Updated: 12/15/2019

Epididymitis

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Snapshot
  • A 60-year-old man with a history of benign prostatic hyperplasia presents with one-sided testicular pain and urinary frequency. He also reports pain with urination. Physical exam reveals a swollen right testicle with substantial induration. Urinalysis reveals positive leukocyte esterase and 20 wbc/hpf. He is prescribed antibiotics for epididymitis.
Introduction
  • Clinical definition
    • inflammation of epididymis with symptoms of < 6 weeks
  • Epidemiology
    • incidence
      • 25 per 100,000 persons
    • demographics
      • men 18-35 years old
    • risk factors
      • sexual activity
      • bladder outlet obstruction
  • Etiology
    • pathogens from sexually transmitted infections in men less than 35 years of age
      • Neisseria gonorrhoeae
      • Chlamydia trachomatis
    • urinary tract pathogens in men greater than 35 years of age
      • Escherichia coli
      • Pseudomonas aeruginosa
  • Pathogenesis
    • consequence of sexually transmitted disease or urinary tract infection
      • retrograde ascent of pathogen
    • bladder outlet obstruction
      • bacteriuria and subsequent retrograde ascent of pathogen
  • Prognosis
    • resolves with antibiotics
Presentation
  • Symptoms
    • testicular pain and often unilateral
    • lower abdominal pain
    • urinary frequency or urgency
    • urinary dysuria
  • Physical exam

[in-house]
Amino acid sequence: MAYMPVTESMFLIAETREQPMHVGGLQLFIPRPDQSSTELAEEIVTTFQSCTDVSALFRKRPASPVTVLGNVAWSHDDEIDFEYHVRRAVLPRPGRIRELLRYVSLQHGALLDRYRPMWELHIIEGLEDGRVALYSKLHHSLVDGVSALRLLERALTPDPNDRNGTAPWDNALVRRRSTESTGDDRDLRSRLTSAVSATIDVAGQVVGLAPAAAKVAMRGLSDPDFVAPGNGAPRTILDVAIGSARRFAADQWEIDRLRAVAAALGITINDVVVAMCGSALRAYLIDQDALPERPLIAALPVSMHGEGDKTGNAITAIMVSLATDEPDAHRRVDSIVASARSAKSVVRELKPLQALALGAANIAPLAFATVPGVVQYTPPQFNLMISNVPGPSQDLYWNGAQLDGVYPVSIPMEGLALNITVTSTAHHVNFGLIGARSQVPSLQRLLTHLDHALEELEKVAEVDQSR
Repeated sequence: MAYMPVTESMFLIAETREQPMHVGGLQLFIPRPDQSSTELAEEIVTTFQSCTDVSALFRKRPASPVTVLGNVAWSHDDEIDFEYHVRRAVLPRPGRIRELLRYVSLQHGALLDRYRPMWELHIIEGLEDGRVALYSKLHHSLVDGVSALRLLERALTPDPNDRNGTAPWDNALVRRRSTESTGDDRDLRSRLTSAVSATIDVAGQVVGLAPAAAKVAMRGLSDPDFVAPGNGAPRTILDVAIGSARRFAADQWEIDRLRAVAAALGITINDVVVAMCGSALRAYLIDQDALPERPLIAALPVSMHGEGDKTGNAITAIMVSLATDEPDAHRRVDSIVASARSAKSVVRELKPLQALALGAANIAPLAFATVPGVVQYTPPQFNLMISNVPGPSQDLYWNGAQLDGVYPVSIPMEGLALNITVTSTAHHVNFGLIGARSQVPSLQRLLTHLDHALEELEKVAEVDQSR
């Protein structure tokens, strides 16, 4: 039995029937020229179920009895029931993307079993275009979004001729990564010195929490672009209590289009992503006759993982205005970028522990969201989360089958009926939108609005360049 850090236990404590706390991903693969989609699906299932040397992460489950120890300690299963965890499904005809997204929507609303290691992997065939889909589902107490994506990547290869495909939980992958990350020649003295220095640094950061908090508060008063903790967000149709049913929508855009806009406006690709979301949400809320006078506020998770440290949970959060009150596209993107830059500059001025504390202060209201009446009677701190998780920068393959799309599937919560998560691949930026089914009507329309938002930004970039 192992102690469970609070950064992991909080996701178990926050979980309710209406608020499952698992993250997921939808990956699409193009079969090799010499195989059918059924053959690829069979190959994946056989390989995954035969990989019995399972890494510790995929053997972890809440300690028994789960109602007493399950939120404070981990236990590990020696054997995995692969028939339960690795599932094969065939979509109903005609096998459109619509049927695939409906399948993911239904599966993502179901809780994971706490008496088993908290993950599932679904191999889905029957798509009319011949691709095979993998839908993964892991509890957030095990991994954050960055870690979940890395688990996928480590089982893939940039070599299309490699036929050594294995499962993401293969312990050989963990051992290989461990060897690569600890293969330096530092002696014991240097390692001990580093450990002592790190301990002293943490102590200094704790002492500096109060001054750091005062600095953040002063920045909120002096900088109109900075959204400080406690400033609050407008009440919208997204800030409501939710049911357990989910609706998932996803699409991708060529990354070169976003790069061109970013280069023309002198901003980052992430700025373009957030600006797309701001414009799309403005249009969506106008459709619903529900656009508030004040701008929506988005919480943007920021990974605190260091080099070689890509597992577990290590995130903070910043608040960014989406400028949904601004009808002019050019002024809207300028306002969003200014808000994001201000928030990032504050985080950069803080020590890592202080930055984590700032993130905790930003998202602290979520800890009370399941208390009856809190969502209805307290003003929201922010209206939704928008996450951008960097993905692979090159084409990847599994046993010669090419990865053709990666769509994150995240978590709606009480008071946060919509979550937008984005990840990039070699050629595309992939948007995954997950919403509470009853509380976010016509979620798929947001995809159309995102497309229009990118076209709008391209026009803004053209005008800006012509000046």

• fever
    • testicular erythema, tenderness, and induration
    • cremasteric reflex intact
    • Prehn's sign
      • decrease in pain with scrotal elevation
Imaging
  • epididymitisUltrasound
    • indications
      • to rule out testicular torsion
    • findings
      • enlarged and thick epididymis
      • increased blood flow
      • may also find reactive hydrocele
Studies
  • Labs
    • urethral swab
      • Gram stain or methylene blue stain showing white blood cells
    • urine
      • positive leukocyte esterase
      • 10 or more wbc/hpf
      • nucleic amplification testing for Chlamydia and Neisseria
Differential
  • Testicular torsion
    • absent cremasteric reflex
Treatment
  • Medical
    • antibiotics guided by sexual and urologic history
      • drugs
        • ceftriaxone and doxycycline
          • for sexually transmitted diseases
        • fluroquinolones
          • for enteric pathogen
Complications
  • Sepsis
  • Testicular atrophy
 

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Questions (1)

(M2.RL.15.61) A 31-year-old man with no significant past medical history presents to his primary care provider complaining of right scrotal pain. He states that the pain began 2 days ago and has gradually worsened. He denies burning on urination. On further questioning, he reports two new sexual partners in the past 6 months. Vital signs T 99.8 F, HR 75 bpm, BP 125/80 mmHg, RR 12 rpm. Exam demonstrates a swollen right scrotum that is painful to the touch. Doppler ultrasonography of his right testicle is shown in Figure A. Urinalysis is positive for white blood cells. Of the following choices, which is the next best step? Tested Concept

QID: 106402
FIGURES:
1

Ceftriaxone and doxycycline

64%

(25/39)

2

Levofloxacin

5%

(2/39)

3

Supportive care and MMR vaccine

10%

(4/39)

4

Referral to urologist

13%

(5/39)

5

CT abdomen and pelvis

3%

(1/39)

M 7 E

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Evidence (2)
Topic COMMENTS (5)
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